As the massacre unfolded Monday on the campus of Virginia Tech, students turned to the Internet to keep in touch with their families, and each other.
CBS News science and technology correspondent Daniel Sieberg says Web sites normally used for socializing are now allowing loved ones to post questions — and messages of grief — "in the hope of finding some answers to this devastating tragedy."
Social-networking sites such as Facebook sometimes get a bad rap for potentially exposing college students and young kids to sexual predators online but, Sieberg observes, this was a clear case of how they can act as a gathering spot in the virtual world.
Facebook had some frantic appeals to friends to see if they were OK, or acting on behalf of distraught family members. In some tragic cases, virtual memorials were created.
For Virginia Tech student Madison Van Duyne and many others, the Web and cell phones provided a pipeline of information.
"I think it would have been 100 times worse not knowing anything," she says. "We had no television in our classroom, and the Web just became our television."
But the official university site wasn't always available, often overwhelmed and providing only short updates.
So, students took the matter into their own hands. From shortly after noon on, reports Sieberg, a handful of them kept the student-run news site, Planet Blacksburg, up and running, even while they were under lockdown.
"I actually had people crowded around my laptop just to watch the news and the updates as they unfolded," recalls Virginia Tech sophomore Kevin Cupp.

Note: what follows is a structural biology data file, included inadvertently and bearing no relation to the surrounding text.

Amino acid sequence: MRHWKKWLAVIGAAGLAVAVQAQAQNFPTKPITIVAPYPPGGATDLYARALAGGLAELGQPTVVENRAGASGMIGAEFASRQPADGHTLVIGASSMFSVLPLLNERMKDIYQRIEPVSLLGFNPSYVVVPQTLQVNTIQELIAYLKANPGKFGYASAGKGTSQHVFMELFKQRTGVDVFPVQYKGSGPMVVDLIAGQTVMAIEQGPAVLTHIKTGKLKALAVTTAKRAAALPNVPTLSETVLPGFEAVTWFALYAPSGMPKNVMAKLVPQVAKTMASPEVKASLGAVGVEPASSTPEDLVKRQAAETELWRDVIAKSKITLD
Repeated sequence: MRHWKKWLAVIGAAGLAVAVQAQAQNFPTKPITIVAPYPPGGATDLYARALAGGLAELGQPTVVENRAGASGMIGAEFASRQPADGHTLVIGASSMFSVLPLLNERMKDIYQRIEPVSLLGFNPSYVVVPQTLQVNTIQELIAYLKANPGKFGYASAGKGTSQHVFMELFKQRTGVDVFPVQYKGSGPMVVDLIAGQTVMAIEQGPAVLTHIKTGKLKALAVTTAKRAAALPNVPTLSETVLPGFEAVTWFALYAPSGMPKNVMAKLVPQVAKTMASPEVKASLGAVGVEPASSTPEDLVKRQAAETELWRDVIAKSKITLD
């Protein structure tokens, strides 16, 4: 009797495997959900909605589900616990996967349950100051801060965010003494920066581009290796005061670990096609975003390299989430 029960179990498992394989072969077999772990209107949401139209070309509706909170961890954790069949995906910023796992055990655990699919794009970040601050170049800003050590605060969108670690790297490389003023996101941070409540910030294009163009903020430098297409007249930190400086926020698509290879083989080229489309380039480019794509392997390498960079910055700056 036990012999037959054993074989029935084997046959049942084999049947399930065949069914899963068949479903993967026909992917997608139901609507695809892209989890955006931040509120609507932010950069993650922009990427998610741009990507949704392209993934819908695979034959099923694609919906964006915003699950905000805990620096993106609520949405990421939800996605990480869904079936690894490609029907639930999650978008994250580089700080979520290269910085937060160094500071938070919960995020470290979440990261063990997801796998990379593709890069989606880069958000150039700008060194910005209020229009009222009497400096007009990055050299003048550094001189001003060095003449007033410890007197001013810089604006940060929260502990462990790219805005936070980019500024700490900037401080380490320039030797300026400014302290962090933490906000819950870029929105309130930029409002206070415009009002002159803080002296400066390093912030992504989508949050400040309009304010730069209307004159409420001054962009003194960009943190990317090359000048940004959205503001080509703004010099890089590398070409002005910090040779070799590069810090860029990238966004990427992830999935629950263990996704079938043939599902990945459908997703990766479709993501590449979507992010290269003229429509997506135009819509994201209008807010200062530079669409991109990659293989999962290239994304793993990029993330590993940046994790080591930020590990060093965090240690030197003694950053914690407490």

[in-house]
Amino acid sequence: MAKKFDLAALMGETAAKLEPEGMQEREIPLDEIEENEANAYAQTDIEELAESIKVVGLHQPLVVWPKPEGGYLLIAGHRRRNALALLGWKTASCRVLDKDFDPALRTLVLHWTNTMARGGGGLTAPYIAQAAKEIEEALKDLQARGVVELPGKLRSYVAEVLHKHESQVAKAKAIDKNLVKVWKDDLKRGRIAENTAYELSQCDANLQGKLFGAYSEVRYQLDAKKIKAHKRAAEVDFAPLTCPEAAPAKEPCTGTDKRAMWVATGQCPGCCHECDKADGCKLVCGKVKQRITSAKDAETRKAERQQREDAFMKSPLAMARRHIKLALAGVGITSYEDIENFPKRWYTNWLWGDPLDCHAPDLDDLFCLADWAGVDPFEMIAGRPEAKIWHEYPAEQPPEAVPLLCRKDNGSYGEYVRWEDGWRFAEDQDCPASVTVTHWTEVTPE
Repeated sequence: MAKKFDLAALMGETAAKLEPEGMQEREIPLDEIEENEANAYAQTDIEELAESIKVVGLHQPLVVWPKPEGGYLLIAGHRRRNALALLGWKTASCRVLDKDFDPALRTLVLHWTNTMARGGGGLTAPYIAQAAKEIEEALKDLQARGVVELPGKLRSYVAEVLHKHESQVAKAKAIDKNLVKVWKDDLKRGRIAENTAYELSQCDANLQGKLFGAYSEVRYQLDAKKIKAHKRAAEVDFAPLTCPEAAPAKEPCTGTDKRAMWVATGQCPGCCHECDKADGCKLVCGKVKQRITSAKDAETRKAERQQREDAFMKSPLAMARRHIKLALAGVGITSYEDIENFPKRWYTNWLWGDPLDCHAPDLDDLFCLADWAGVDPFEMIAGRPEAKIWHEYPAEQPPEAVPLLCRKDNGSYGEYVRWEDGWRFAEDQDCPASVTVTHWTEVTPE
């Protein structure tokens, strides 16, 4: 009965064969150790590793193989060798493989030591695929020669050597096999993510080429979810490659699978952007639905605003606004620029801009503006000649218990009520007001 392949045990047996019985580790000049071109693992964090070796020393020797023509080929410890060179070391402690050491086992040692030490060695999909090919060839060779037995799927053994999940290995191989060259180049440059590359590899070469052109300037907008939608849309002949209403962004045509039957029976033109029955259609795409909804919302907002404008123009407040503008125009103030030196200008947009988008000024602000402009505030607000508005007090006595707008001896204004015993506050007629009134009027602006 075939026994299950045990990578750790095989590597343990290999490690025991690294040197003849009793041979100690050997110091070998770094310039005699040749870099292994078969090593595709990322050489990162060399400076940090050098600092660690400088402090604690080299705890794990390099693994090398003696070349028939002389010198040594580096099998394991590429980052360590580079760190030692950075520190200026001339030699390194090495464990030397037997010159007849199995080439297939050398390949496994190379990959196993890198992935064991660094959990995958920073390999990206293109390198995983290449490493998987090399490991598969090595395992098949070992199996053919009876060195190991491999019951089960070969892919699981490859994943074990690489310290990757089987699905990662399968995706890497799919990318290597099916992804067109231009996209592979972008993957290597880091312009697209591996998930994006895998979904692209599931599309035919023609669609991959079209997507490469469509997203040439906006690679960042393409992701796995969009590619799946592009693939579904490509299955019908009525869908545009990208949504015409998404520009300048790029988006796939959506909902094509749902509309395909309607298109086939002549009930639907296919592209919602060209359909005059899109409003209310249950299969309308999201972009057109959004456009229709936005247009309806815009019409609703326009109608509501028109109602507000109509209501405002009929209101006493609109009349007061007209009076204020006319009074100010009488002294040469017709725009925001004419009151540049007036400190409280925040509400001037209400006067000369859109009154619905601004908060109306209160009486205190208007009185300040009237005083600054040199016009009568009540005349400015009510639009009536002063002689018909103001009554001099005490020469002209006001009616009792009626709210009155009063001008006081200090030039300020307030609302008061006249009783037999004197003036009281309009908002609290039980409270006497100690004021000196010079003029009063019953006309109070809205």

He was in a classroom near Norris Hall, scene of most of the shootings, acting as the site's webmaster.
Cupp explained that he and his classmates happened to be in a media course when everything transpired, and their instructor encouraged them to use the computers in the classroom.
It was, Sieberg points out, a frightening and amazing real-world assignment for them, obviously right in the middle of the story.
Cupp told Sieberg it was "very important" to have Planet Blacksburg and other sites accessible during the shootings. "When something like this happens, I mean, the first thing you wanna do is just find out as much as you can about it. … Shortly after all this happened, I got tons of calls, text messages, e-mails from friends and family all around the country just wondering if I was all right."
In fact, Cupp says Planet Blacksburg was flooded with students and families all day, with more than 100,000 visitors, and counting.
Planet Blacksburg is offering the campus community a virtual wall, which the site describes as "safe place to express whatever you feel in the aftermath of this unmitigated evil."
To see it, click here.
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